How to be inclusive everyday and 5 ways to empower others

Everyday, we are asked how to be more inclusive in school, the workplace, community, and online. We're so glad you asked. Let's get into it.

Icons in different colors: A parent and a child, a case user and a child, and a person using a motorized wheelchair.

Diversity, equity, and inclusion (DEI) has grown in popularity in the 21st century, but what does inclusion really mean, is it different from disability inclusion, and how does one be more inclusive? Perkins School for the Blind’s mission is to help children with disabilities find their place in the world and inclusion is how we accomplish this. 

There are 240 million children with disabilities worldwide and many of them are not in school. Many are also not included in their home or community life in a meaningful way. This creates a sense of deeper isolation for children and limits their opportunities to build the life they want. So what can be done? How can a person or community foster inclusion?

Let’s breakdown inclusion into steps: learning what inclusion means, four ways to embrace disability inclusion, and how to empower others to be inclusive. 

What is inclusion?

Inclusion is a mindset and a series of actions. When we talk about inclusion, we’re talking about disability inclusion and any other identities that intersect. After all, people are more than one thing and people with disabilities are more than their disability.

On a global scale, there are international treaties that promote human rights and, more specifically, rights of children and people with disabilities. Yet, treaties can only go so far without the support of the everyday person. We demand disability inclusion at every level, which includes: 

How to embrace disability inclusion

Perkins has been embracing inclusive practices around the world for almost 200 years. So, rather than describe what disability inclusion could look like, we’ll show you. Remember, the best way to be inclusive is to ask the child and listen to their needs.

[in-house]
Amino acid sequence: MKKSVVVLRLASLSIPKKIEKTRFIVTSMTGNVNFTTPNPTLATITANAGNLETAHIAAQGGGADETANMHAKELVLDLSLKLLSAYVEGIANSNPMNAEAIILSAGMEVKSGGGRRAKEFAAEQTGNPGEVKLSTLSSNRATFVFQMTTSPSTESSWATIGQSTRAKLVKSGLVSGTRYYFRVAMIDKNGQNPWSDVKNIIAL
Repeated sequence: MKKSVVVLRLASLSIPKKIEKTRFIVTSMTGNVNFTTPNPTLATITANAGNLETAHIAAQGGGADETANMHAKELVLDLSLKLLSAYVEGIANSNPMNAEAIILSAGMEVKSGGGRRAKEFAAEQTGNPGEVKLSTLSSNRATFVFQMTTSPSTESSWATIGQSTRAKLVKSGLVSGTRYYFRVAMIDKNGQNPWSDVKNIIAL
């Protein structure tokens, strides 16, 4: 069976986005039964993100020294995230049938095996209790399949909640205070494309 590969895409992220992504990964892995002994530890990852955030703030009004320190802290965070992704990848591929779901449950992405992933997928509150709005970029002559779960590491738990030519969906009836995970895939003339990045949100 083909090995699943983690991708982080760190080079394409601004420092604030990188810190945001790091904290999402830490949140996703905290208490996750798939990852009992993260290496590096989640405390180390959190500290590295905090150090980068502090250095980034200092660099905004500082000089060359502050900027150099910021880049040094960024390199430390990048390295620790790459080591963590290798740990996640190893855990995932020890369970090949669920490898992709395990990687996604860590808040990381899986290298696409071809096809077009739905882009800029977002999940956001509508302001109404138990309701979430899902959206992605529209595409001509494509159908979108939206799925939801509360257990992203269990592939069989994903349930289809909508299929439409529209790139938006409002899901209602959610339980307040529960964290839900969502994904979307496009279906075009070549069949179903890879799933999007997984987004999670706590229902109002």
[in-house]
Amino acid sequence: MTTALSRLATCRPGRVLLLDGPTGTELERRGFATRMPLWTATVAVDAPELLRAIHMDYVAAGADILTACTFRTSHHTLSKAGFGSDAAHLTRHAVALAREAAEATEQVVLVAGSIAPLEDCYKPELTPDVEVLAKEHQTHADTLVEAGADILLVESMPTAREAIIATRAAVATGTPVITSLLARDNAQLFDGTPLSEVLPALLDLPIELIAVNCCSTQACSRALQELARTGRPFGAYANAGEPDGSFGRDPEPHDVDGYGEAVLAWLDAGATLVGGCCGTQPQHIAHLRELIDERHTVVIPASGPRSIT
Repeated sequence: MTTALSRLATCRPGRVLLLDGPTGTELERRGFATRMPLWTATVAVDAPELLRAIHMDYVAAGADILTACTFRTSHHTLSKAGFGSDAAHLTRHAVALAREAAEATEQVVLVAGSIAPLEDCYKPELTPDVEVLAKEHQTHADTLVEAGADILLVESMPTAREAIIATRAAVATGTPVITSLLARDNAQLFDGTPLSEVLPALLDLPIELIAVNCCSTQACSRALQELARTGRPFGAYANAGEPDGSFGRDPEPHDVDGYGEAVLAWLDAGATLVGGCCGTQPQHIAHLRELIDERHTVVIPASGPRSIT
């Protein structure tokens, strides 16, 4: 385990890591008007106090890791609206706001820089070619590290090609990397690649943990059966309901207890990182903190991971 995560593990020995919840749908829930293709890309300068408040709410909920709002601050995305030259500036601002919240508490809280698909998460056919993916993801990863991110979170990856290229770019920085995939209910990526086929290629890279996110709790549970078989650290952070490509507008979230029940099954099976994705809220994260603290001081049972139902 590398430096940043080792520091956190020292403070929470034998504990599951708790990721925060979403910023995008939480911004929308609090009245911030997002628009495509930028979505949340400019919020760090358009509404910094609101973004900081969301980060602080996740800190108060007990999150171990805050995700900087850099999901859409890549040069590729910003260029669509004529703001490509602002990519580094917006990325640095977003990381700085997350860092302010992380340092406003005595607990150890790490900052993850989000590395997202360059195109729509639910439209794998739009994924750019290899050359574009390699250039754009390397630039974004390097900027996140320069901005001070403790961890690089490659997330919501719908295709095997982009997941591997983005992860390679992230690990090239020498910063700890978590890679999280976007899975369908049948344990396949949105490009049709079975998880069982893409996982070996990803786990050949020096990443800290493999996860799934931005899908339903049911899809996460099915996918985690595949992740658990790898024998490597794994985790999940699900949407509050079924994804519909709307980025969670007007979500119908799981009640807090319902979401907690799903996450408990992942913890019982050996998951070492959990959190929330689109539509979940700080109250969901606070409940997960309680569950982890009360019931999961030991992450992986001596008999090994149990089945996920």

How to be inclusive at home and family life

A young mother holds her smiling baby dressed in all pink.

Whether a child is born with a disability — or multiple — or experiences disability later in life, parents and caretakers often need to learn how to best support their child’s development. In other words, no one is born knowing how to be inclusive. It takes learning and accepting the mistakes made along the way. 

We offer a variety of workshops, webinars, courses, and training sessions specifically for parents, caretakers, and families of children with disabilities. Some examples include:

How to be inclusive in school and the workplace

School and work is a core part of human life no matter where one lives. For people with disabilities, accommodations are necessary for them to become full participants in life. But what if the world didn’t work retroactively and instead adopted inclusive practices from the start? 

Now, some examples in the education space:

Seven students sit in desks that are facing a student in a wheelchair with his teacher behind him. The student in the wheelchair is passing an item to a student in front of him.

How to be inclusive in community and social life

According to the United Nations Convention on the Rights of Persons with Disabilities, promoting inclusion in the community and social life is just as important as other aspects of life. Perkins works with partners around the world to establish more inclusive spaces and we also share this knowledge on our website.

Why online inclusion and digital accessibility matters

With the internet fully embedded in our everyday life, it’s more important than ever to make the digital world accessible and include everyone in this space. According to WebAIM, a leader in web accessibility, approximately 95% homepages in 2024 were inaccessible. That means keyboard-only users, which includes many folks with disabilities, are excluded from most parts of the internet. 

How we empower others to be inclusive

Now that you’ve learned about inclusion at various levels, you might be thinking, “what’s next?” Here are some action steps you can take today to empower others to become more inclusive. 

Overall, disability inclusion makes life more fun for everyone! Follow Perkins on social media to experience more examples of inclusion daily.

A group photo of a family and friends posing and smiling while one man in the back holds a sign that read "Team Henry."
Stack of yearbooks; top yearbook has an image of an eagle with text, "Eagles"

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Graphic: Using the Microsoft Disability Answer Desk with Be my Eyes

Disability answer desk with Be My Eyes

Child is held by her mother in an outdoor setting. The child rest her hand and her head on her mother's shoulder. The photo is connected to the article about international disability rights.

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